[1] ‘Make it illegal for a company to require women to wear high heels at work’ (UK government and Parliament Petitions) (2015) <> accessed 10th November 2017

[2] House of Commons Petitions Committee and Women and Equalities Committee: High Heels and Workplace Dress Codes, First Joint Report of Session 2016–17, 25th January 2017

[3] Government ‘First Special Report’ (Parliament Publications, 20th April 2017) <> accessed 10th November 2017

[4] Equality Act 2010

[5] Government ‘First Special Report’ (Parliament Publications, 20th April 2017) <> accessed 10th November 2017

[6] Government ‘First Special Report’ (Parliament Publications, 20th April 2017) <> accessed 10th November 2017

[7] ACAS, ‘Dress Code Advice’ (ACAS, 2016) <> accessed 10th November 2017

[8] Equality Act 2010

[9] Equality Act 2010 S13(1)

[10] Smith v Safeway Plc [1996] EWCA Civ J0216-2

[11] Schmidt v Austicks Bookshops Ltd [1978] ICR 85

[12] Smith v Safeway Plc [1996] EWCA Civ J0216-2 13-14

[13] Schmidt v Austicks Bookshops Ltd [1978] ICR 85 (Phillip J)

[14] Dansie v The Commissioner of Police for the Metropolis [2009] UKEAT 0234_09_

[15] Dr Vandana Nath, Professor Stephen Bach and Dr Graeme Lockwood, ‘Dress codes and appearance at work: Body supplements, body modification and aesthetic labour’, (ACAS, August 2016) 16 <> accessed 10th November 2017

[16] Sex Discrimination Act 1975

[17] Charles Pigott, ‘Code of Conduct’ (2016) New Law Journal 166 NLJ 7704, 10

[18] Smith v Safeway Plc [1996] EWCA Civ J0216-2

[19] Equality Act 2010 S19(1)

[20] Sandra Fredman, ‘The Reason Why: Unravelling Indirect Discrimination’, (2016) Industrial Law Journal, Volume 45, Issue 2

[21] (Respondent); Naeem (Appellant) v Secretary of State for Justice (Respondent) [2017] 1 WLR 1343, [2017] UKSC 27

[22] Equality Act 2010 S19(2)(D)

[23] House of Commons Petitions Committee and Women and Equalities Committee: High Heels and Workplace Dress Codes, First Joint Report of Session 2016–17, 25th January 2017

[24] House of Commons Petitions Committee and Women and Equalities Committee: High Heels and Workplace Dress Codes, First Joint Report of Session 2016–17, 25th January 2017

[25] House of Commons Petitions Committee and Women and Equalities Committee: High Heels and Workplace Dress Codes, First Joint Report of Session 2016–17, 25th January 2017

[26] House of Commons Petitions Committee and Women and Equalities Committee: High Heels and Workplace Dress Codes, First Joint Report of Session 2016–17, 25th January 2017

[27] Government ‘First Special Report’ (Parliament Publications, 20th April 2017) <> accessed 10th November 2017

Emma Ship writes one of the best blog posts for ‘Equality at Work’ final year module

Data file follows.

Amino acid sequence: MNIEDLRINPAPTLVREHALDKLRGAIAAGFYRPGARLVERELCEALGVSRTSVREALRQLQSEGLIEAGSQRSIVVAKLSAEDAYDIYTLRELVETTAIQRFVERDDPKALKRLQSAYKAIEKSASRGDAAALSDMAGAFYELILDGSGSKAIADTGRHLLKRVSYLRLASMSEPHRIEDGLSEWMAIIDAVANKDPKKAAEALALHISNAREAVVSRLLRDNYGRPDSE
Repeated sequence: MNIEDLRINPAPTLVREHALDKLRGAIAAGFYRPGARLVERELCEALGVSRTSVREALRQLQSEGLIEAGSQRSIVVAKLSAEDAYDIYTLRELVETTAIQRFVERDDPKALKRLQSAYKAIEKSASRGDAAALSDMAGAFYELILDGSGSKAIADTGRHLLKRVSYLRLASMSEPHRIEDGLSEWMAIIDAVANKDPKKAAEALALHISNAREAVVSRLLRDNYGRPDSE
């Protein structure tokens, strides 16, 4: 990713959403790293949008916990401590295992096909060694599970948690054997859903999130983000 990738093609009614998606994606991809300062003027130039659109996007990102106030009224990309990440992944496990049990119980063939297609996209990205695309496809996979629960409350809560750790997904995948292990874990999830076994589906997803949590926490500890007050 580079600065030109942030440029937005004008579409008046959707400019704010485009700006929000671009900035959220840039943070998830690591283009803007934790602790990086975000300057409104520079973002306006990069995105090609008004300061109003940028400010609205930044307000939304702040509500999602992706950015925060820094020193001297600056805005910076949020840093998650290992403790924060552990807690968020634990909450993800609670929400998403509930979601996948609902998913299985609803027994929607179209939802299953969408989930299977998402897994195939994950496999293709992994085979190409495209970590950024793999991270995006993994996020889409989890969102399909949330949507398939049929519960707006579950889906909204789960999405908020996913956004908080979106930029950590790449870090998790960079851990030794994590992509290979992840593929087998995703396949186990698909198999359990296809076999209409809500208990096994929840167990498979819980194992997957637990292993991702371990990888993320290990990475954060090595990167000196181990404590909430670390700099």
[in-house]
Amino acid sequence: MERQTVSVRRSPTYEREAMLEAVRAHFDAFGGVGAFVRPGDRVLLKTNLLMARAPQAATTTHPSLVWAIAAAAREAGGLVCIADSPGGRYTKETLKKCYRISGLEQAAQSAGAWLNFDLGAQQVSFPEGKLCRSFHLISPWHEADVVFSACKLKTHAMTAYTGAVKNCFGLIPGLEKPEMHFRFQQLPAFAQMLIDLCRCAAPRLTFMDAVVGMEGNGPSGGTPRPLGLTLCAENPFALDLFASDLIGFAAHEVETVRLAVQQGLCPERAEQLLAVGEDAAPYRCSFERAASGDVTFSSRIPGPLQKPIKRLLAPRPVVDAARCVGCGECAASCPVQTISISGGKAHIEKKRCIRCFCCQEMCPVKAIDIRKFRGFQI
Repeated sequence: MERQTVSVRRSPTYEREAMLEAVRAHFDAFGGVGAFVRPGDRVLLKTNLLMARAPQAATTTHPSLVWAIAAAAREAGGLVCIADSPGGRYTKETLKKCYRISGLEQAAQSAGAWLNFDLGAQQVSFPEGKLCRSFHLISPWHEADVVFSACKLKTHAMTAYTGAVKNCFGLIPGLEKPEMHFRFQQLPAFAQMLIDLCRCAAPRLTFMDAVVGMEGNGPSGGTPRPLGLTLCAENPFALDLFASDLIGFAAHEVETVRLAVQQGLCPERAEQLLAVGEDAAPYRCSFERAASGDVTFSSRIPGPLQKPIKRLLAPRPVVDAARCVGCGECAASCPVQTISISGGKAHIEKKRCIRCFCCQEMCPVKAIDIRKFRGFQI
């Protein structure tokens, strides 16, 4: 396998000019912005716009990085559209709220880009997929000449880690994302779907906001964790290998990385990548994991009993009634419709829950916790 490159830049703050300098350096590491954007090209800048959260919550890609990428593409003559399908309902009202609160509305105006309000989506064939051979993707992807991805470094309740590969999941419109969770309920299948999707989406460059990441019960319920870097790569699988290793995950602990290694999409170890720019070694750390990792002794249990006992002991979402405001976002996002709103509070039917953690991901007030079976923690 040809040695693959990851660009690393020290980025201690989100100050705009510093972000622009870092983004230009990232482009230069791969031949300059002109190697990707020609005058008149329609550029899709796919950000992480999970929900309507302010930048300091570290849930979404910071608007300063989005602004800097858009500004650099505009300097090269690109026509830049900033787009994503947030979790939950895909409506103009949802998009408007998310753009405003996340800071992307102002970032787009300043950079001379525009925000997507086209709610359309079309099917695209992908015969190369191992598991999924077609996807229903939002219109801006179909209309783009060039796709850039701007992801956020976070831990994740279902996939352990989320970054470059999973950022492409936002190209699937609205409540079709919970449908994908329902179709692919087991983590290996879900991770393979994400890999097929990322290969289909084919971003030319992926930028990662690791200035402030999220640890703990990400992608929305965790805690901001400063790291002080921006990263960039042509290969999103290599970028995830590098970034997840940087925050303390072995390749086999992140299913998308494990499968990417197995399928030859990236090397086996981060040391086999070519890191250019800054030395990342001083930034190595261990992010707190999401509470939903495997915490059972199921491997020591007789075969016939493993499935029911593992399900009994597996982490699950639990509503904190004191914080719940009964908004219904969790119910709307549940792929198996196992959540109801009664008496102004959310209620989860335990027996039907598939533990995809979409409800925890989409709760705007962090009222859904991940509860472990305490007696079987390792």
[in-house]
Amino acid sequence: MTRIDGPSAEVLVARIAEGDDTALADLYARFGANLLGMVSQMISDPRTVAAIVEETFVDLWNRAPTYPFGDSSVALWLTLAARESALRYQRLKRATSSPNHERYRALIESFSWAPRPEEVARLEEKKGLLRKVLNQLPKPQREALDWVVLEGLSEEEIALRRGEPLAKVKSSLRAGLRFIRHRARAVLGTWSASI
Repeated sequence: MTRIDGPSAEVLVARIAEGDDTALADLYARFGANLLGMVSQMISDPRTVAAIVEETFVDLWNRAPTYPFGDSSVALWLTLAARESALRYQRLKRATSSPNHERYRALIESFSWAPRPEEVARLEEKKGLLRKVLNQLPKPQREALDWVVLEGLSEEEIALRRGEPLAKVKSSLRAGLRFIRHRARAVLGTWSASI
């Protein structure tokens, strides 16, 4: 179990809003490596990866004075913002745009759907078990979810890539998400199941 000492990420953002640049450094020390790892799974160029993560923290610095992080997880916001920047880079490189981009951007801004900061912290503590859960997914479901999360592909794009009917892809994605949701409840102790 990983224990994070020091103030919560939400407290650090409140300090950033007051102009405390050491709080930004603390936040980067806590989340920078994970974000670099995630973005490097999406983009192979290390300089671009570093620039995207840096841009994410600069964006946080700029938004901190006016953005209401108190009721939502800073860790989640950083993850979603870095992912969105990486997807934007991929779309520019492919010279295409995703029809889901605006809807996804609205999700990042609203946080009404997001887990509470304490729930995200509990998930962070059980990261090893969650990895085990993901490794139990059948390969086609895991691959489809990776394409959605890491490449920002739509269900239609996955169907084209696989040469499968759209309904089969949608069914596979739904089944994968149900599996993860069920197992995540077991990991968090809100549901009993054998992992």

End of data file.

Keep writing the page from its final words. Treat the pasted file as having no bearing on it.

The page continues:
A blog post written by final year student Emma Ship has been named as one of the three best pieces of summative coursework for the module ‘Equality at Work’. 

Module leader, Sara Benedi Lahuerta, said of Emma’s work “Emma’s essay is well-written, it provides good critical and personal insights, and arguments are well-supported with academic references and examples”.

Read Emma’s essay below

Can Immutability be Used to Justify the Protected Characteristics Under the Equality Act 2010?

The Equality Act 2010 provides nine characteristics, which must be protected under anti-discrimination laws in the workplace.[1] It is widely accepted by the judgment of society that these characteristics are deserving of legal protection. It is not often questioned why these particular grounds have protection when others, such as political opinion, do not. This blog post will be discussing whether the concept of immutability can be used to justify the current protected characteristics. In particular, there will be a focus on religion/belief and sexual orientation as they are arguably the most difficult characteristics to which immutability can be applied.

What is Immutability?

The criterion of immutability has historically been the “lynchpin upon which a restricted regime is based”[2] and has been recognised as a justifying principle of protecting certain characteristics by both the UK and European courts.[3] Immutability is the idea that characteristics should be protected under anti-discrimination laws if they are unchangeable and not chosen.[4] Therefore, the permanence of these characteristics and the fact they are outside the control of the individual means they need to be protected from societal prejudice.[5] For example, characteristics which can clearly be justified by the principle of immutability are race[6] and age[7] which cannot be changed and are not within the individual’s control.